This morning, reading in bed, I got a very worrying notification:
This is the notification you would receive if someone was in the process of taking control of your phone number, which could then give them access to other accounts where you had used that phone number as a backup or for two-factor authentication. So I was very concerned!
In case this was a different sort of scam, however, I wasn't about to call the phone number (which could be anyone) but I visited the website and talked to someone over chat. They confirmed that my pin had been changed, but also said that since I have a prepaid account they couldn't tell me more than that. They told me to call T-Mobile customer support at 611.
When I called 611, they looked into it, and said that this was an automatic message sent as part of migrating my account to a new billing system. They confirmed no one had reset my pin other than their automated system.
I'm disappointed in T-Mobile for either not realizing their migration would trigger this message, or deciding to go ahead with it despite the user impact.
I have 30 years of experience in IT as a user and developer and often integrating with external systems - sometimes with big corporations. The pattern that I see is that all companies, big and small are mostly cooking with water. Often lukewarm water. This is especially true if the interfacing is in areas that are not the core product/business of the company. Things look shiny on the outside. But under the hood a lot of compromises are made. Tech in financial processes are often far behind. I can evaluate this only in tech but Gell-Mann Amnesia tells me that it is probably the same elsewhere. Inadequate Equilibra everywhere. Society has just grown big very fast. It is just growing pains. On th other hand, Paul Graham would probably say it is a great potential for startups.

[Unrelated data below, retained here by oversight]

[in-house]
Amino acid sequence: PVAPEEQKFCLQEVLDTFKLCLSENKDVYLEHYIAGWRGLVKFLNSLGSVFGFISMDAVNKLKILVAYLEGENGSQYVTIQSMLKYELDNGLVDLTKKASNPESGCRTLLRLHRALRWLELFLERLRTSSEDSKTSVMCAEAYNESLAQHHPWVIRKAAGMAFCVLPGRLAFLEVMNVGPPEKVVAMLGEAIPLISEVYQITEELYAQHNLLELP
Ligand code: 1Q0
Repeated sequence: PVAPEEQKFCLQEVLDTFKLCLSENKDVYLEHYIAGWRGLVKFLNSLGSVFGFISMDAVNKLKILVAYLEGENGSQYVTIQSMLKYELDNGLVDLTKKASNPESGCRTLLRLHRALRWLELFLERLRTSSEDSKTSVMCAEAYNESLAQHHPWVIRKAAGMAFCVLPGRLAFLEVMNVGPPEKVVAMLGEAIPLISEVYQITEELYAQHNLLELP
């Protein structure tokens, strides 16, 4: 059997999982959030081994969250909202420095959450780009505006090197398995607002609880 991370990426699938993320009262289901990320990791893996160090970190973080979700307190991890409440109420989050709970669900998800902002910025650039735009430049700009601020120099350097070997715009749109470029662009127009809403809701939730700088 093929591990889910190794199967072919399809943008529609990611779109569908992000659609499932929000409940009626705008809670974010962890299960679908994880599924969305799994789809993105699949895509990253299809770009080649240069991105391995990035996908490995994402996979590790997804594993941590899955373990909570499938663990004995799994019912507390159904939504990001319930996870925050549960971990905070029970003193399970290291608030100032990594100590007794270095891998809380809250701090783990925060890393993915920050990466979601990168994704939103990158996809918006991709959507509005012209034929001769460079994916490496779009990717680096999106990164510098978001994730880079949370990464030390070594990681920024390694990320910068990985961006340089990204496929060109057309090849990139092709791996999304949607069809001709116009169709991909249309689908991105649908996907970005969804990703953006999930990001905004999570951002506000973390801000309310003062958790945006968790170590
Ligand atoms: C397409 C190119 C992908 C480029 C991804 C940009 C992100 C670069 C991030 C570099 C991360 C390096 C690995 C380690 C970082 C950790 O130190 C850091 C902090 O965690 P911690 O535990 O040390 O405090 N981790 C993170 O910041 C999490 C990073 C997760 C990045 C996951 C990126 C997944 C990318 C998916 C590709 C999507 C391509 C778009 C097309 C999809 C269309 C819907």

Why do you have a prepaid T-Mobile account?
5GB for $30/m is quite good for the US
Have you heard of Tello (a T-Mobile MVNO)? I pay $7/m for 1GB, but they have 6GB plans for $24/m
It almost sounds like they just found out which customers are vulnerable to a phishing attack.
When you say you visited 'the website', did you visit the site from the link, or did you independently find the T-mobile webpage? If the former, are you certain you went to the real T-mobile site?